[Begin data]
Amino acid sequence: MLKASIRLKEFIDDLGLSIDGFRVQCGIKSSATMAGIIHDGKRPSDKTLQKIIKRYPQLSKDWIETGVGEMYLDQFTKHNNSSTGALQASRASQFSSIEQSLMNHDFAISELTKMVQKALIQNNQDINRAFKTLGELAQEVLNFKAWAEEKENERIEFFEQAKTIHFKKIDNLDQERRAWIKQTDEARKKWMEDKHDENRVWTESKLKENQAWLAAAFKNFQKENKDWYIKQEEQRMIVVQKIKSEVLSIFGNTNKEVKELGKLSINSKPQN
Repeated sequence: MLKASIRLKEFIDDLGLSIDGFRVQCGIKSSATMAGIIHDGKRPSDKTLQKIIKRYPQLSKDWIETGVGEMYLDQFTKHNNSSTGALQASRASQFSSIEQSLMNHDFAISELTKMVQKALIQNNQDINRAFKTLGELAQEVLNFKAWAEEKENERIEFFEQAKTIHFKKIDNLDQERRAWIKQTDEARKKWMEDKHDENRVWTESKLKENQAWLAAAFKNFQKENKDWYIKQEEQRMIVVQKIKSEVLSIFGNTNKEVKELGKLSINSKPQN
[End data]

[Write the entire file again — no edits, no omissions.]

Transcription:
Amino acid sequence: MLKASIRLKEFIDDLGLSIDGFRVQCGIKSSATMAGIIHDGKRPSDKTLQKIIKRYPQLSKDWIETGVGEMYLDQFTKHNNSSTGALQASRASQFSSIEQSLMNHDFAISELTKMVQKALIQNNQDINRAFKTLGELAQEVLNFKAWAEEKENERIEFFEQAKTIHFKKIDNLDQERRAWIKQTDEARKKWMEDKHDENRVWTESKLKENQAWLAAAFKNFQKENKDWYIKQEEQRMIVVQKIKSEVLSIFGNTNKEVKELGKLSINSKPQN
Repeated sequence: MLKASIRLKEFIDDLGLSIDGFRVQCGIKSSATMAGIIHDGKRPSDKTLQKIIKRYPQLSKDWIETGVGEMYLDQFTKHNNSSTGALQASRASQFSSIEQSLMNHDFAISELTKMVQKALIQNNQDINRAFKTLGELAQEVLNFKAWAEEKENERIEFFEQAKTIHFKKIDNLDQERRAWIKQTDEARKKWMEDKHDENRVWTESKLKENQAWLAAAFKNFQKENKDWYIKQEEQRMIVVQKIKSEVLSIFGNTNKEVKELGKLSINSKPQN